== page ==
Activison Blizzard recently revealed in their posting of their first quarter 2012 fiscal results that they performed better than expected in sales and profits, although the company’s net revenues saw a decrease from $1.45 billion for the first quarter of 2011 to $1.17 billion this time around. Earnings per share also saw a drop to 33¢, down from 42¢ at this time last year.
Due to the better than expected quarter, projections by the company have been raised for the rest of the year, with Activision expecting $4.2 billion in revenues, which is up from $4.15 billion and earnings per share of 65¢, up from 63¢.
Activison also reports that digital sales accounted for 27% of total revenues. Chief Executive Officer Bobby Kotick went on to say:
“Our better-than-expected first-quarter performance was driven by global consumer demand for Activision Publishing’s Call of Duty: Modern Warfare 3, and Skylanders Spyro’s Adventures, as well as Blizzard Entertainment’s World of Warcraft which remains the #1 subscription-based MMORPG in the world. Through March 31, players have logged more than 1.6 billion hours of online gameplay of Activision Publishing’s Call of Duty: Modern Warfare 3, and for the quarter in North America and Europe, including the accessory packs and figures, Skylanders Spyro’s Adventures was the #3 best-selling game overall in dollars across all platforms. Based on our internal estimates, we believe that Skylander’s toys sales in the first quarter exceeded those of Star Wars, the #1 action figure line.”
Over 30 million Skylanders toys have been sold through March 31 and have played a big role in the better than expected Q1 fiscal report. Looking forward, Diablo III is set for release on May 15 with reports indicating “pre-orders for the game worldwide have set a new record for Blizzard.” The expansions World of Warcraft: Mists of Pandaria and StarCraft II: Heart of the Swarm also contributed, as well as the company publishing the upcoming Skylanders title and Call of Duty: Black Ops 2, which reportedly boasts three times the first day preorders on day one than that of the first Black Ops. As for the online services the company offers, specifically Battle.net and Call of Duty Elite, Kotick stated:
“We also continue to expand our service platforms, Blizzard Entertainment’s Battle.net and Activision Publishing’s Call of Duty Elite, grow our global footprint into new markets and strengthen our development resources for the future. Our high-quality brands, industry leading operational capabilities and solid balance sheet should enable us to continue to take full advantage of the opportunities afforded by the expanding interactive entertainment market and deliver continued superior returns to our shareholders.”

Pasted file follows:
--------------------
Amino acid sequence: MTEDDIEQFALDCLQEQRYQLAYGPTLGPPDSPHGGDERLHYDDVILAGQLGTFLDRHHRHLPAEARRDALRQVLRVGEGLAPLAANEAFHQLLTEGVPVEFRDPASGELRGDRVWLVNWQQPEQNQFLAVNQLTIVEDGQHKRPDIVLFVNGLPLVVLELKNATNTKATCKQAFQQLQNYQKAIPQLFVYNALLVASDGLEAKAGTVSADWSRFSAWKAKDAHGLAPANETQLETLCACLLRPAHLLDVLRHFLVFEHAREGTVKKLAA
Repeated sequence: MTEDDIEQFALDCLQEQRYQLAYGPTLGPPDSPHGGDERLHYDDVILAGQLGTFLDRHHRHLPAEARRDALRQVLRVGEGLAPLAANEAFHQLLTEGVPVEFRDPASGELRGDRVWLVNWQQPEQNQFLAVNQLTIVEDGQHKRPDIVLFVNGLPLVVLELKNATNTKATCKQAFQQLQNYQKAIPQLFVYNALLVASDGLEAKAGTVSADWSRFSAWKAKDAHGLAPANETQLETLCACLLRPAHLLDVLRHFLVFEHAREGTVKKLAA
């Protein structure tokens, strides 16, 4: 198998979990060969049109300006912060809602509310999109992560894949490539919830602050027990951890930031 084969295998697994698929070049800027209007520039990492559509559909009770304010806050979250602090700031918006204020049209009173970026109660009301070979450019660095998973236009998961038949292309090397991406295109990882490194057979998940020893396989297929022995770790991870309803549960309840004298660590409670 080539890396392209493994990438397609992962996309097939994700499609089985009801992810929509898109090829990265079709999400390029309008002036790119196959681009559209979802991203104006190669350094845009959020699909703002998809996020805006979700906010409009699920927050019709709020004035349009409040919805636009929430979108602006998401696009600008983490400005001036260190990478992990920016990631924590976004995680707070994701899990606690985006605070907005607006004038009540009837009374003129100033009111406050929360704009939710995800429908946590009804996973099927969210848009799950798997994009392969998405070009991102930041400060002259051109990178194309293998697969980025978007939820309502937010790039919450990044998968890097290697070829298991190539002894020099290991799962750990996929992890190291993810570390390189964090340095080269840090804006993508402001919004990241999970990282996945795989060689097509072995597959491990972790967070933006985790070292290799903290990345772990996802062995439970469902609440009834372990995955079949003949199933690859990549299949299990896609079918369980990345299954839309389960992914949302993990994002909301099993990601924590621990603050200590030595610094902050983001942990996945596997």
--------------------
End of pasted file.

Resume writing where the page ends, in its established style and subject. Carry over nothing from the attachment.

Analysis: Activision really hit the jackpot with the Skylanders franchise and it’s a deserving title. It’s something that the market hasn’t really seen before and has a gimmick that kids will just adore while also being a nice, clean title. It’s hard to be certain if even Activision could’ve seen all this success because, to begin with, I sure didn’t.
As for their expectations for the end of the year, it would be surprising if the company didn’t reach their new expectations, especially with a strong lineup for the rest of the year. Diablo III has been long awaited for, and millions are eager to get their hands on the title. I’m not sure how Torchlight II, which is expected to release in June, is going to fare against the juggernaut that is Diablo III. This is before we even mention the upcoming Black Ops II, set to actually bring something new to the table with a new time setting and a storyline that’s begging to be explored and could be highly relevant within the next ten years. I’ve never been a massive Call of Duty fan, but even my interest has been piqued by where Treyarch is taking the title.
In the MMO department, whatever dent made by newer releases like Star Wars: The Old Republic could potentially be completely undone if the Mists of Pandaria expansion really takes off, which will add a slew of new content for new and old users alike and bring back gamers who may have moved on to new titles. It’ll be interesting to see how the rest of the market reacts and where players end up going to for their MMO fix when the expansion reaches the hands of the customers.
The digital market is only going to grow in the coming years. While I can’t personally vouch for the usefulness of Battle.net or the Call of Duty Elite service, they both offer incentives to those willing to shell out the extra money and have seen a great amount of success each. Activision has performed well this quarter, but at this point, I didn’t really expect anything different.